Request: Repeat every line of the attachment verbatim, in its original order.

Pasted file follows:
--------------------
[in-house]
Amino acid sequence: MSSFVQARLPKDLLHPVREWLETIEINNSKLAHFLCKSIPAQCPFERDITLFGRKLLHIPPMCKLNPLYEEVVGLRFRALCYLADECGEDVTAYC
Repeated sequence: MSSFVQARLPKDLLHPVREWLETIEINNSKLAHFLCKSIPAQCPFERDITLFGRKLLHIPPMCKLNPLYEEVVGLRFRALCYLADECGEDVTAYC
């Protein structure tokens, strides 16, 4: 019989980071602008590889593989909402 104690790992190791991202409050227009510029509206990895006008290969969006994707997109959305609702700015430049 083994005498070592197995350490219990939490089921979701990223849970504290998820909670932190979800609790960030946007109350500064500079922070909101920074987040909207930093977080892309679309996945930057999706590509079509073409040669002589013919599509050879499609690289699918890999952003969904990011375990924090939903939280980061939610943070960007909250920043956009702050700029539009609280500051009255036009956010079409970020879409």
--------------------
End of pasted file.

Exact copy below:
[in-house]
Amino acid sequence: MSSFVQARLPKDLLHPVREWLETIEINNSKLAHFLCKSIPAQCPFERDITLFGRKLLHIPPMCKLNPLYEEVVGLRFRALCYLADECGEDVTAYC
Repeated sequence: MSSFVQARLPKDLLHPVREWLETIEINNSKLAHFLCKSIPAQCPFERDITLFGRKLLHIPPMCKLNPLYEEVVGLRFRALCYLADECGEDVTAYC
């Protein structure tokens, strides 16, 4: 019989980071602008590889593989909402 104690790992190791991202409050227009510029509206990895006008290969969006994707997109959305609702700015430049 083994005498070592197995350490219990939490089921979701990223849970504290998820909670932190979800609790960030946007109350500064500079922070909101920074987040909207930093977080892309679309996945930057999706590509079509073409040669002589013919599509050879499609690289699918890999952003969904990011375990924090939903939280980061939610943070960007909250920043956009702050700029539009609280500051009255036009956010079409970020879409």